Tacitus & Primo Levi

word and silence

It was nice to realize that two Italian writers who lived almost two thousand years apart appear to share the same tone and outlook on world events. Here are a few bits from the Roman historian Tacitus (in his Annal of Imperial Rome) and the more recent memoirist and novelist, Primo Levi (in his The Drowned & the Saved). They both bore witness to horrid violence and bureaucratic indifference, whether in the excesses of the first century Roman emperors, or of Nazi Germany. Sometimes you just need their dark realism:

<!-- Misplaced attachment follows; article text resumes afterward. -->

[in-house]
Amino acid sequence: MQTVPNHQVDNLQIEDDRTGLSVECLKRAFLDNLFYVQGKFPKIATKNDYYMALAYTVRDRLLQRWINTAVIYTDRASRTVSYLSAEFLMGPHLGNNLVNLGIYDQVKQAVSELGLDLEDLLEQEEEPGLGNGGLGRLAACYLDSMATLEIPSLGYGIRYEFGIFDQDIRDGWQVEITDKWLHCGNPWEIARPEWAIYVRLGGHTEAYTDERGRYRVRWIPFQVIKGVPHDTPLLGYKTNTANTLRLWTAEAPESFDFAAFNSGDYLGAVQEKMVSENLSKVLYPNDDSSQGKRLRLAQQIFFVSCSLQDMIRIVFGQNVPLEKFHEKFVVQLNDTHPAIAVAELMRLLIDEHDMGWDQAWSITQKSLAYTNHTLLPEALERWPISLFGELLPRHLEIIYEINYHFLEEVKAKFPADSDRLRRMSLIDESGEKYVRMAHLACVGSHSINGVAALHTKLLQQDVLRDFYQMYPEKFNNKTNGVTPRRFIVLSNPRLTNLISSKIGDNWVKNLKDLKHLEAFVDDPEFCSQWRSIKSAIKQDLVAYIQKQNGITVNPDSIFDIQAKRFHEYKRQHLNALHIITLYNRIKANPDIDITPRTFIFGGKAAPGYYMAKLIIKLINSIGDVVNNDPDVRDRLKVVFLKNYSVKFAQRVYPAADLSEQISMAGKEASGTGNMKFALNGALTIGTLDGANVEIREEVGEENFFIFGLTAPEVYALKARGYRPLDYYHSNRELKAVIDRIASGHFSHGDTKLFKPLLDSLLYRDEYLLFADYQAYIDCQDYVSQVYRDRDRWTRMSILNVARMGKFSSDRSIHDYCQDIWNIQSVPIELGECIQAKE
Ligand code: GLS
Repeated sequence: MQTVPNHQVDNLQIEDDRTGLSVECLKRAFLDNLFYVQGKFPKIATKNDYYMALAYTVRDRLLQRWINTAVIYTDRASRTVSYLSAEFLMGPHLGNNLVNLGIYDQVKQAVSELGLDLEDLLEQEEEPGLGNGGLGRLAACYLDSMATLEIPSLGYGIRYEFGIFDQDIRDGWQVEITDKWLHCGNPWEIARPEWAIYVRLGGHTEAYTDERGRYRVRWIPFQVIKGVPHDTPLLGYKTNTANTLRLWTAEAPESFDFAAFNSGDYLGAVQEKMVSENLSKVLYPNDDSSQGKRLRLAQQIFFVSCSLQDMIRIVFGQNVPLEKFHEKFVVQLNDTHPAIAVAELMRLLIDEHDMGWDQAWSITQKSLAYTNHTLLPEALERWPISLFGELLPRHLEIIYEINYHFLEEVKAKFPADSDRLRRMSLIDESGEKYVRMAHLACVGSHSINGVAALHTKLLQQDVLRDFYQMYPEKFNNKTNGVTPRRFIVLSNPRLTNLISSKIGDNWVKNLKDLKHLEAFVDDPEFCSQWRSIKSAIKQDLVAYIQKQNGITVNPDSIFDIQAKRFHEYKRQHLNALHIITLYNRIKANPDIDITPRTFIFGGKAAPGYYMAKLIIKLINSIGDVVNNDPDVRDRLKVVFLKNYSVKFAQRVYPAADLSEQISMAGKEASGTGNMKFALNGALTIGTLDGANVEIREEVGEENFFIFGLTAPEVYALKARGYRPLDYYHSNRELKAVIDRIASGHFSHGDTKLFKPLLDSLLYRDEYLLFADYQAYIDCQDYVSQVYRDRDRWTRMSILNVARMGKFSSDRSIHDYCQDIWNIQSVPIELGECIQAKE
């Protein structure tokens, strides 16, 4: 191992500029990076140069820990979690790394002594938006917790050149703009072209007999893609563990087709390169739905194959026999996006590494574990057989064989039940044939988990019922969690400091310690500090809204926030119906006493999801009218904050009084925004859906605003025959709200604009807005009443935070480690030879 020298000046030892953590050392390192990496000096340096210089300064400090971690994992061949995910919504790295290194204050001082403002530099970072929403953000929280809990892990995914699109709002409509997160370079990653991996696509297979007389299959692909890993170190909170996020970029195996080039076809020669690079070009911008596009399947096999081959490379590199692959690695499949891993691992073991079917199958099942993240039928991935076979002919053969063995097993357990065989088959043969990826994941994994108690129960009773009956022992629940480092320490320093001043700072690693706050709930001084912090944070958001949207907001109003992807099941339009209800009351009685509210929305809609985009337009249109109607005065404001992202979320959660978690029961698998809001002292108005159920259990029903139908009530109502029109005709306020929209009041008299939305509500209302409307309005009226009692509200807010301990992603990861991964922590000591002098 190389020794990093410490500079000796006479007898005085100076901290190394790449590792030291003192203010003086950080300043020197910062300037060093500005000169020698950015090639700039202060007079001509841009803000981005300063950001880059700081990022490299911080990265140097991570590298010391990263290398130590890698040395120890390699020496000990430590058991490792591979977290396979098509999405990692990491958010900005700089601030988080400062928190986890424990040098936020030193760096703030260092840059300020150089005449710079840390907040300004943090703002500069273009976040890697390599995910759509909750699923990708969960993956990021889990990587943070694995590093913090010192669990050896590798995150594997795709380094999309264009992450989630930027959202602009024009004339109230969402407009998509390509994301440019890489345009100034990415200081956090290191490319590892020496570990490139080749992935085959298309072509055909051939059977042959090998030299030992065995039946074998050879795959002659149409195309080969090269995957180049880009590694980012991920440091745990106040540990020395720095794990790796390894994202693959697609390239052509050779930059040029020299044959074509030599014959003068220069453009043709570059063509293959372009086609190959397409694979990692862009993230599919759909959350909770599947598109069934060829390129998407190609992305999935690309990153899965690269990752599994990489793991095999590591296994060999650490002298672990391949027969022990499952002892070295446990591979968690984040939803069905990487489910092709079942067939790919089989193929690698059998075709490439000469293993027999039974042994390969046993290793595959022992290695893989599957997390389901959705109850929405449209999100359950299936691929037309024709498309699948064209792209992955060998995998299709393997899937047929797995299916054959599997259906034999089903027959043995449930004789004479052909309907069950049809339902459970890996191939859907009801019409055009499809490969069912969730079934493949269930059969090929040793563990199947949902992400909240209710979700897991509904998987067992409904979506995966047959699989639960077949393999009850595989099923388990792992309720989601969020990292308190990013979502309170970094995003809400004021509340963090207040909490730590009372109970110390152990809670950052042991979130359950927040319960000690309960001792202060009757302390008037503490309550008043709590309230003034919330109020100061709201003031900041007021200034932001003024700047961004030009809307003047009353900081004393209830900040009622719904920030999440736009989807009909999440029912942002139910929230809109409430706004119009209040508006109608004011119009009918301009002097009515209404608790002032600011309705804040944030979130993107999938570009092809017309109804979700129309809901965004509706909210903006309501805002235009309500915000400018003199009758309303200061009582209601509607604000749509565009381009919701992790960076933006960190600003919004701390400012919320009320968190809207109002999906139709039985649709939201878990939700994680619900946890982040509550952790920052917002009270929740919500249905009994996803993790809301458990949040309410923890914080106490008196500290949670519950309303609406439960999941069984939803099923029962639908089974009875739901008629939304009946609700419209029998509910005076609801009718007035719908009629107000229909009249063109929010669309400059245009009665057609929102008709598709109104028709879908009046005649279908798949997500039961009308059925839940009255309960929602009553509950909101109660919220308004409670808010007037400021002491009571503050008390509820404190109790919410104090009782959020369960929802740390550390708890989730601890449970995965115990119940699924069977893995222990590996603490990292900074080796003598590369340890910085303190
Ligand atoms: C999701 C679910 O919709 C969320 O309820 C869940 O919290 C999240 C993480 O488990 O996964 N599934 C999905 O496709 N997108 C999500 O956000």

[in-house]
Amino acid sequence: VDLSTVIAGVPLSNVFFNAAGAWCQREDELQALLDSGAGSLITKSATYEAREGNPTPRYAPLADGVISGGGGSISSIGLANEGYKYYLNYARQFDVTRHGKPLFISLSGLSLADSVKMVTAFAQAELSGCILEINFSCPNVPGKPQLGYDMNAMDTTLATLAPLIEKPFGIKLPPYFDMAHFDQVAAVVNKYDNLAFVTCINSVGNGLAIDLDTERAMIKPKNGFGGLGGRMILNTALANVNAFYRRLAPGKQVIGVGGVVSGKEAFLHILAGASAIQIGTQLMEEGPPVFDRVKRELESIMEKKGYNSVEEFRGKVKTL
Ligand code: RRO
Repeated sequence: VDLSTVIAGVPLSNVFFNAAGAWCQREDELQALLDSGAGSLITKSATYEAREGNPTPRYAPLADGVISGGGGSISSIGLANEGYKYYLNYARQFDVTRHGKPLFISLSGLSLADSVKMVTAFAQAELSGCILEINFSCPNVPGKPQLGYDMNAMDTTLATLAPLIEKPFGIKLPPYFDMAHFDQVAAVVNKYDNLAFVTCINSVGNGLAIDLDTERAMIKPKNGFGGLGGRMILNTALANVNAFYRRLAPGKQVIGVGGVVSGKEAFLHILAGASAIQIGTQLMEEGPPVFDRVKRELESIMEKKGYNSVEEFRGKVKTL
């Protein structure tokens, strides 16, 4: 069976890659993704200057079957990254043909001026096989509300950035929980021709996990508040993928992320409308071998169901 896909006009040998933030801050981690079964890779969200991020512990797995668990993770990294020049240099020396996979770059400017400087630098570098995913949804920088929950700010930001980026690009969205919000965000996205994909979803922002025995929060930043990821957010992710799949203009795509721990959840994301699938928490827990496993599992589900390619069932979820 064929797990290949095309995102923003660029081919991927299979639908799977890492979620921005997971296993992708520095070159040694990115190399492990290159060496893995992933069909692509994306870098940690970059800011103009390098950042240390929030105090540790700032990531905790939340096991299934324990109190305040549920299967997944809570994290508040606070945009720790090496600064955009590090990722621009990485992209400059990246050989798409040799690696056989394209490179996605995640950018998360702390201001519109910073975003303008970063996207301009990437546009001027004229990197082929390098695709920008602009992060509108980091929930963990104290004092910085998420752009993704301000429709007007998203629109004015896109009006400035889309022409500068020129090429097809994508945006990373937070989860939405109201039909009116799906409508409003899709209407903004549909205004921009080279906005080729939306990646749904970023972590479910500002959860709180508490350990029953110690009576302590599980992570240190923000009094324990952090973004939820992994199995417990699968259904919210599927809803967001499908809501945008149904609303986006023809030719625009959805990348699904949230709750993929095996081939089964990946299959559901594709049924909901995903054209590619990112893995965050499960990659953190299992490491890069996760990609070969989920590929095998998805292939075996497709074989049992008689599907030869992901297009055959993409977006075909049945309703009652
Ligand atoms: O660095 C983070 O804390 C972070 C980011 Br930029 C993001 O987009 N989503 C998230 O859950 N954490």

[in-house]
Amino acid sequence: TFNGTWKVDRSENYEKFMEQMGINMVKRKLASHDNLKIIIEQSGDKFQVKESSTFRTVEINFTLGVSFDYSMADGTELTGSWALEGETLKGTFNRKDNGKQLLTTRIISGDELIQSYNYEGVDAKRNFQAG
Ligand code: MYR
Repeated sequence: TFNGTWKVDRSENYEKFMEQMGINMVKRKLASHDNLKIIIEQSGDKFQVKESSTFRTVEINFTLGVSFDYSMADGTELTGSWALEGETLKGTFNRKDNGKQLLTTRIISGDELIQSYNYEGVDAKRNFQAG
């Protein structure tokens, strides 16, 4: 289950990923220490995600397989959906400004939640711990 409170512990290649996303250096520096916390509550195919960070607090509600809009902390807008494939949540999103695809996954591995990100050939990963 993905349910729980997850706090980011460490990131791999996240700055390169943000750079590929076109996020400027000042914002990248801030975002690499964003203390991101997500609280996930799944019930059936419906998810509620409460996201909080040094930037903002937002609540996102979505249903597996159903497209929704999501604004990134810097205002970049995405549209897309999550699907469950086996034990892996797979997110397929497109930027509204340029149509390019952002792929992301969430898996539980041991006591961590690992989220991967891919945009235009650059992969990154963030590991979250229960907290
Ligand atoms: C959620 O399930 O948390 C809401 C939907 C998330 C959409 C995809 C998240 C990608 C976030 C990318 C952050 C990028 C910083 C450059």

Levi - The Drowned & the Saved

On Levi’s own—and others’—guilt at having survived the concentration camps:

At a distance of years one can today definitely affirm that the history of the Lagers [from Konzentrationslager, concentration camp] has been written almost exclusively by those who, like myself, never fathomed them to the bottom. Those who did so did not return, or their capacity for…

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